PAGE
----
Couples often have disputes over property and parenting issues when they decide to divorce, especially when women quitted their jobs and stayed at home to raise their children after giving birth, which is very common in Australia. Under this circumstance, women are usually in a vulnerable economic position after divorce. How to ensure their normal life after divorce? What are the principles to know about spousal maintenance?
Firstly, what is spousal maintenance? Spousal maintenance is financial support paid by a party to the other after the breakdown of their marriage or de facto relationship. Under the Family Law Act 1975, there’s a slight difference between parties in de facto relationship and marriage.
Generally, a person has a responsibility to financially assist their spouse, or de facto partner, if that person cannot meet their own reasonable expenses from their personal income or assets and the other party can afford to pay. Spousal maintenance is different to child support. Child support is usually dealt with administratively through Services Australia, while spousal maintenance is through the Court. Sometimes it can be difficult to separate expenses such as rent, utility bills and groceries for the spouse and children who living under the same roof.
Spousal maintenance should be paid regularly, such as each week, fortnight or month, or to be paid once in a lump sum payment.
What are the factors that the Court would consider when making a decision on spousal maintenance?
The Court considers the needs of an applicant, and the respondent's capacity to pay. When making an order of spousal maintenance, the Court must refer to the rules set out in Section 75 and 90SF of the Family Law Act 1975 and consider the followings :
both parties’ age and health;
both parties’ income, property, financial resources and capacity to work;
the commitments that are necessary to enable a party to support themselves and any children, such as the need to pay a mortgage, education expenses, etc;
the responsibility of either party to support any other person, such as a child of another relationship;
a reasonable standard of living;
how the grant of spousal maintenance enables the recipient to continue education or training to improve their earning capacity;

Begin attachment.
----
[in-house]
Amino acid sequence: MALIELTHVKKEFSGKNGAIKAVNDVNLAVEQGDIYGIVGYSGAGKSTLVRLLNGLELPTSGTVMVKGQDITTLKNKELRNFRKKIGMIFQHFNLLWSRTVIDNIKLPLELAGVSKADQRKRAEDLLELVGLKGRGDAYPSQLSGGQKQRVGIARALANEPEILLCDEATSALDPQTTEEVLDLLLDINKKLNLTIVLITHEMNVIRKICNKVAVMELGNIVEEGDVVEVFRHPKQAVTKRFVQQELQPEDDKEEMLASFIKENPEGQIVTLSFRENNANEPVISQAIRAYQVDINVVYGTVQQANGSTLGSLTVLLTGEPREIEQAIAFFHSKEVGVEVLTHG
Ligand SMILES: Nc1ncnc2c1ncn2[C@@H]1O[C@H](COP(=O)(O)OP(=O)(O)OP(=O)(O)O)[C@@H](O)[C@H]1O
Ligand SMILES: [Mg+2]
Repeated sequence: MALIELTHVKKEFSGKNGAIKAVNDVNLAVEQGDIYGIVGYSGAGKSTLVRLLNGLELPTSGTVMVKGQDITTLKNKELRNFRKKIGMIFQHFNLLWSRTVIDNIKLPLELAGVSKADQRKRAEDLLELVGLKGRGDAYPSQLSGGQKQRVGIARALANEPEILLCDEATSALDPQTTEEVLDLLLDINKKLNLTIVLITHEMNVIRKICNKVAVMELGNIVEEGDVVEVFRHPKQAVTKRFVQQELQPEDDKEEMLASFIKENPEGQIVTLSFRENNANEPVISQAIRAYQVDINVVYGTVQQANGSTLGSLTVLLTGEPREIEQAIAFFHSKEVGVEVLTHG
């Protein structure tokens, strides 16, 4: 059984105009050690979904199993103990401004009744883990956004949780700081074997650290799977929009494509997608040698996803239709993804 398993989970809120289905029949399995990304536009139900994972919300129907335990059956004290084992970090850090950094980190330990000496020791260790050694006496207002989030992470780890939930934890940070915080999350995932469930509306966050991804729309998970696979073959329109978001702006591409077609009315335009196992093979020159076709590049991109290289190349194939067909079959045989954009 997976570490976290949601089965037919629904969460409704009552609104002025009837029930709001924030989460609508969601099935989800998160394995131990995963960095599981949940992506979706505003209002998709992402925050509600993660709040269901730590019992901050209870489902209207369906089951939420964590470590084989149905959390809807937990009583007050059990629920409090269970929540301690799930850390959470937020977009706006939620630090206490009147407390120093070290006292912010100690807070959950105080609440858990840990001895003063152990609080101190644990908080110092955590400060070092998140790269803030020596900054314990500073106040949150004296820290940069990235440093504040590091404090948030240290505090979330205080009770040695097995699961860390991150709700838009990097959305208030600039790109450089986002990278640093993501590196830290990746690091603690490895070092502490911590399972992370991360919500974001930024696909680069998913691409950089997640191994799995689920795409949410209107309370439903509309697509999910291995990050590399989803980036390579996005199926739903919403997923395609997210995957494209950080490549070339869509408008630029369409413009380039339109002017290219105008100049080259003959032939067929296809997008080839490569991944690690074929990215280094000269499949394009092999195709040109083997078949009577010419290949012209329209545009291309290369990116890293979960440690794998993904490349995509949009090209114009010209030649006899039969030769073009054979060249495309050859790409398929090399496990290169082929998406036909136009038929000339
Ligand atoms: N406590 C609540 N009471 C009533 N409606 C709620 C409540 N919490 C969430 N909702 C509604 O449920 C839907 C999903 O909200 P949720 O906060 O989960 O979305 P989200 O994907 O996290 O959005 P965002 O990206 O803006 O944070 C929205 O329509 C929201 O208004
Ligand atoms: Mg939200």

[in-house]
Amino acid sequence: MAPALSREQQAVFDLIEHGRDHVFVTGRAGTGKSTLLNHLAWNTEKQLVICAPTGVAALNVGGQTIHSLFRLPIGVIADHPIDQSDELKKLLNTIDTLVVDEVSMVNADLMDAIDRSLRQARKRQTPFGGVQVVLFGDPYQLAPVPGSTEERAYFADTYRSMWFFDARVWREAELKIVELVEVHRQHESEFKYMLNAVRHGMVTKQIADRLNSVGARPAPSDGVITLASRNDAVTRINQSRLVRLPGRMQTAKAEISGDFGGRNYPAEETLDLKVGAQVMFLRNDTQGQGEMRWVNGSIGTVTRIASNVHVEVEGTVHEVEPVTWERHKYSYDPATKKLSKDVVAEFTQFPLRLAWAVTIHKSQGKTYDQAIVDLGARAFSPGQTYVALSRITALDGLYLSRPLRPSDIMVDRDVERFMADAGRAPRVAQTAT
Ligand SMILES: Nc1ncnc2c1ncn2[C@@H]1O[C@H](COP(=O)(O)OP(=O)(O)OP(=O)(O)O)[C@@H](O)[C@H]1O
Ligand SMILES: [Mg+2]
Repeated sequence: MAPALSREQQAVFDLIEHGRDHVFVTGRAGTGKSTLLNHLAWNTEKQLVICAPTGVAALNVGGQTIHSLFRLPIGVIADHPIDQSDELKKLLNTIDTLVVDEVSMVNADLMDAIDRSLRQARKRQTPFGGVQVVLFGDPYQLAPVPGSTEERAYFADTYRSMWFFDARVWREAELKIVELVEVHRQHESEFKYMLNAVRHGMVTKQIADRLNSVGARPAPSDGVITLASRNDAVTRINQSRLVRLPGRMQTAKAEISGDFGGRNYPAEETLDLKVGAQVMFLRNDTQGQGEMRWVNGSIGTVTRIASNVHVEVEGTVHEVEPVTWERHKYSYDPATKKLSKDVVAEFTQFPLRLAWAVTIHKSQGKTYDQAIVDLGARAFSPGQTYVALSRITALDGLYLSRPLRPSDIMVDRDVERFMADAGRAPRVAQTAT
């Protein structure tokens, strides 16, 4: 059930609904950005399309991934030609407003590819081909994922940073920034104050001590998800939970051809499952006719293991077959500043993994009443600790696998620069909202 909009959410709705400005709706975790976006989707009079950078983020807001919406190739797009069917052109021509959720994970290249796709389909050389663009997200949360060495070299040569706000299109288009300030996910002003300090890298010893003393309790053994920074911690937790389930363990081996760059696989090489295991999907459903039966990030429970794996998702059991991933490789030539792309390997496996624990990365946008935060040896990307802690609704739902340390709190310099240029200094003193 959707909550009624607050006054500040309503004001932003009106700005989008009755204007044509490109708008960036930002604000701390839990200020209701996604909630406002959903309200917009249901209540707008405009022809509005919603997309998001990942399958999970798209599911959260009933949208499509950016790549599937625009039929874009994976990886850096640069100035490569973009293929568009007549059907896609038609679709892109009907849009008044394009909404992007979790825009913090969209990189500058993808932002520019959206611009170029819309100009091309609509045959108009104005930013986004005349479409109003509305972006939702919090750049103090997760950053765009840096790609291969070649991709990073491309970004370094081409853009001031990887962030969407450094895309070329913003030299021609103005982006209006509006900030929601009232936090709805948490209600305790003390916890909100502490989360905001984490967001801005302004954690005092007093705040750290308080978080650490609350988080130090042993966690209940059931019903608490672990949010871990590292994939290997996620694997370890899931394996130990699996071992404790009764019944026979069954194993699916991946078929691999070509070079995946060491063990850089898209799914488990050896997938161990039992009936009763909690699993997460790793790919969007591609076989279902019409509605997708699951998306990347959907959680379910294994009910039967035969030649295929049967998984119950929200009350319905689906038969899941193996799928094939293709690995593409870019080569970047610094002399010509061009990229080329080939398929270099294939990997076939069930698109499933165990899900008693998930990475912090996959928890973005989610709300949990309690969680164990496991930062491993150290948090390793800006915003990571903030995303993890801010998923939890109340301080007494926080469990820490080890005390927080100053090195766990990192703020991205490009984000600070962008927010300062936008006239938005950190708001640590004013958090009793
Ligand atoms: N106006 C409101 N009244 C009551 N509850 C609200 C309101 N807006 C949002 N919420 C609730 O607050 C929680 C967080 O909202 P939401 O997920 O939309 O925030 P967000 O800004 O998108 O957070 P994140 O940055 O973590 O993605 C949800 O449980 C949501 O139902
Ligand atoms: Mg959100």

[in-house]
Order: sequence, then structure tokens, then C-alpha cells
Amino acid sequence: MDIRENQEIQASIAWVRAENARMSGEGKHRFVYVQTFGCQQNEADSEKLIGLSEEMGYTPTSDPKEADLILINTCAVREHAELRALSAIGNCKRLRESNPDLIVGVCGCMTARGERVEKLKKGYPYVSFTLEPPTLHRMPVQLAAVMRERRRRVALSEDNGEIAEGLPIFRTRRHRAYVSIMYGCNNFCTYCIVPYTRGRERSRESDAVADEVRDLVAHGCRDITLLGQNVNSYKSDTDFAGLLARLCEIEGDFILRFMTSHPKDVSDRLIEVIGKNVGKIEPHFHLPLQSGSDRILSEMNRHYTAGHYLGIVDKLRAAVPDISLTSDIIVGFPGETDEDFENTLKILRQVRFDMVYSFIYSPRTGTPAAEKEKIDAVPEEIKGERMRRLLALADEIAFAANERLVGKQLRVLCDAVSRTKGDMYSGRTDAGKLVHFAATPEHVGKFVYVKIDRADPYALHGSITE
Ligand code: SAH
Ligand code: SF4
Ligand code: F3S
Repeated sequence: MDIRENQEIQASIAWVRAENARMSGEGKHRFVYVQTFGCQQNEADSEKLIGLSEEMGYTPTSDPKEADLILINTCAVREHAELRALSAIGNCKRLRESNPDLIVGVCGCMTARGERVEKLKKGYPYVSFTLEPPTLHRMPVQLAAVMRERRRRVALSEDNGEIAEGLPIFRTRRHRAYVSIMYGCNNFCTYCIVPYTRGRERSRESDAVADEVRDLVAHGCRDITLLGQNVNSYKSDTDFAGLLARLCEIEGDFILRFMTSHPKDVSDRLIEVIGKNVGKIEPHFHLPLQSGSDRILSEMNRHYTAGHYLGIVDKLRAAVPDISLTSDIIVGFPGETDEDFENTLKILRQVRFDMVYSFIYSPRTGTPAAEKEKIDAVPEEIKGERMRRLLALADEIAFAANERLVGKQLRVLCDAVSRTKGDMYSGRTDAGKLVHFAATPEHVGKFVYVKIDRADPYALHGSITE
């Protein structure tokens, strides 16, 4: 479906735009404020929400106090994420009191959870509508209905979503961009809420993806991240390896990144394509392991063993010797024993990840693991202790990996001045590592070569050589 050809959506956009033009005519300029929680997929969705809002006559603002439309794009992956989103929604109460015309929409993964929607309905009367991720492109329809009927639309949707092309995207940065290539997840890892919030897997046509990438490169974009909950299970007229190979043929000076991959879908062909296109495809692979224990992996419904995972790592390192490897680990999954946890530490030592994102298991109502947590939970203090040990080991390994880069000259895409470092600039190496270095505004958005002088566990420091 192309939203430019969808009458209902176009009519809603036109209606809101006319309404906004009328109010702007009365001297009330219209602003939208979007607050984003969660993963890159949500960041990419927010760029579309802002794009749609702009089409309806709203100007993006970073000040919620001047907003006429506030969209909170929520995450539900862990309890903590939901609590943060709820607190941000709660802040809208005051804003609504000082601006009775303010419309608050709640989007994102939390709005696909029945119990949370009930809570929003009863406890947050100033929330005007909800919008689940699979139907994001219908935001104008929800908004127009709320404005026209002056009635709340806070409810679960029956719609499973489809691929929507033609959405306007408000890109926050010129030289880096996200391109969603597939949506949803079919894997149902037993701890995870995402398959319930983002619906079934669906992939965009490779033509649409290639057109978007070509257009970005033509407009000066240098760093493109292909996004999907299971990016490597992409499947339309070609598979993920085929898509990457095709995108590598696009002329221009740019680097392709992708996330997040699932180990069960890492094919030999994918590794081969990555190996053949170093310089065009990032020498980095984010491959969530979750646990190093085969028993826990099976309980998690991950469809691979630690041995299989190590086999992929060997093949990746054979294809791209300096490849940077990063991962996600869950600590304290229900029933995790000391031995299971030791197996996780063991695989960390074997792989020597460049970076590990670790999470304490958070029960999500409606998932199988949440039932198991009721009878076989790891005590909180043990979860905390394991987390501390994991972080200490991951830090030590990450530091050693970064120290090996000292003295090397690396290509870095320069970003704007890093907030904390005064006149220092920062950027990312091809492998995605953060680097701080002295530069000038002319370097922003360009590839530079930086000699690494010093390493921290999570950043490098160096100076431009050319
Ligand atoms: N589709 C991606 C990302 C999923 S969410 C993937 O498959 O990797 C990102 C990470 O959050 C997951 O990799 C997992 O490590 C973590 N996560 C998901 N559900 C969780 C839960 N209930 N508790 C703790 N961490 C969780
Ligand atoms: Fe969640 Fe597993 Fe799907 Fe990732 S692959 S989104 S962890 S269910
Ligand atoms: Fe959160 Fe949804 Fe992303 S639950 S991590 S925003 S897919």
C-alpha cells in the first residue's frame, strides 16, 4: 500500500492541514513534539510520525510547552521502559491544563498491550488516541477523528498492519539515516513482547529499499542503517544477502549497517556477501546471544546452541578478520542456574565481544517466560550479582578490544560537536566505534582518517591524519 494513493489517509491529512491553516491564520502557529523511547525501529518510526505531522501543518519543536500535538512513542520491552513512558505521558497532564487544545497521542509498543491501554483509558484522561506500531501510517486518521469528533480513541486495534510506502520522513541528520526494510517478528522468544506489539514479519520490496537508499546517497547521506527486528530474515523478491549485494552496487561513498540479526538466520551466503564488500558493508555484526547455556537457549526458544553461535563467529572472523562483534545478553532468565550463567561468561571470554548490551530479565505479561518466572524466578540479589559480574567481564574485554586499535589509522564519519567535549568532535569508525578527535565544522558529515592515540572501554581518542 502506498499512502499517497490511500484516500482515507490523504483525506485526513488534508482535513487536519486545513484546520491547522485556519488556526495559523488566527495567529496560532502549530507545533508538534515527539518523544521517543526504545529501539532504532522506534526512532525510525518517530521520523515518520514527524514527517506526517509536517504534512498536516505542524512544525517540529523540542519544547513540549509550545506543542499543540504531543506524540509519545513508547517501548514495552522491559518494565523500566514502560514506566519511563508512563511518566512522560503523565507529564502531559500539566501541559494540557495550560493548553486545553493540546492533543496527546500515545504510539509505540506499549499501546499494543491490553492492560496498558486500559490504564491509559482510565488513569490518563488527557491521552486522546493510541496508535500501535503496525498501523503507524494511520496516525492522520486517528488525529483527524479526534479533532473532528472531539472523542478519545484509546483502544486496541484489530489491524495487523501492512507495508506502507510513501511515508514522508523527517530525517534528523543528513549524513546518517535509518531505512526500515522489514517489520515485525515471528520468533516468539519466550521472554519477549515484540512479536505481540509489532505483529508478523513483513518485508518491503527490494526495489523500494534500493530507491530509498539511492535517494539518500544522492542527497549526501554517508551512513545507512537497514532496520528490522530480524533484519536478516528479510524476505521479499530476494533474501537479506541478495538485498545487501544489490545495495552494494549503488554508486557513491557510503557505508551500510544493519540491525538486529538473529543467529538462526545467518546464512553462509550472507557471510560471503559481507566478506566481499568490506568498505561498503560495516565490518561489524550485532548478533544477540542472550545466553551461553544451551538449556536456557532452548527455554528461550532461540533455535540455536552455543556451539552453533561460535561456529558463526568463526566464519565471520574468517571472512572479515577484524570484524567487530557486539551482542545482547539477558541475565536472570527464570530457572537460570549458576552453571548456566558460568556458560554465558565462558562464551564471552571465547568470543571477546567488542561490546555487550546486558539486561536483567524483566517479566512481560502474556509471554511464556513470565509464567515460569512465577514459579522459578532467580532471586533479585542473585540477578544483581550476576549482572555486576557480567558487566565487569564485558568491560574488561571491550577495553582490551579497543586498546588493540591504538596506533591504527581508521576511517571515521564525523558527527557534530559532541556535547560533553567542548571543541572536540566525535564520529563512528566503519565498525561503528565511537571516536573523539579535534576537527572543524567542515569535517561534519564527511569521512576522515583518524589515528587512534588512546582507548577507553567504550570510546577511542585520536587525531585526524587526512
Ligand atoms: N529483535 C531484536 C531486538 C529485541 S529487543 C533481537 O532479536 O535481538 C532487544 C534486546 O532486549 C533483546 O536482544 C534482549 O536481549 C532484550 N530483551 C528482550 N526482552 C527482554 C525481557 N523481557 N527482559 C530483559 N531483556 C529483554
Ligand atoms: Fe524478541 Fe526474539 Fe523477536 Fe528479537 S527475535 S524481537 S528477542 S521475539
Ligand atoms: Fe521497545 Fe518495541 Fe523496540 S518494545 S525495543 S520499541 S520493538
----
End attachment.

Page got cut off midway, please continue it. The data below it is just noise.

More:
how long a marriage has lasted and how it may affect the earning capacity of the parties. For example, one party may stay at home to care for children, which gradually diminishes his/her earning capacity;
the terms of any proposed property settlement; and
with whom the children live.
In making spousal maintenance orders, the Court will refer to section 75(2) of the Family Law Act 1975. Adequate support does not mean that the pre-separation standard of living must be maintained by way of spousal maintenance; and on the other hand, it does not mean to provide minimal living support either.
In summary, the Court will make its own judgment on a case-by-case basis . Women who are economically disadvantaged in a marriage are likely to suffer worse financial conditions after divorce without the assistance of professional family lawyers. If you are experiencing any difficulties or have any questions about spousal maintenance after divorce, you are welcome to contact us any time. At Longton Legal, we have Accredited Family Law Specialists and experienced family law solicitors who will work for your best interests.
This is general information only. Please contact us for expert legal advice that takes your unique personal situation into account prior to making any decisions based on this article.
*Disclaimer: This is intended as general information only and not to be construed as legal advice. The above information is subject to changes over time. You should always seek professional advice beforetaking any course of action.*
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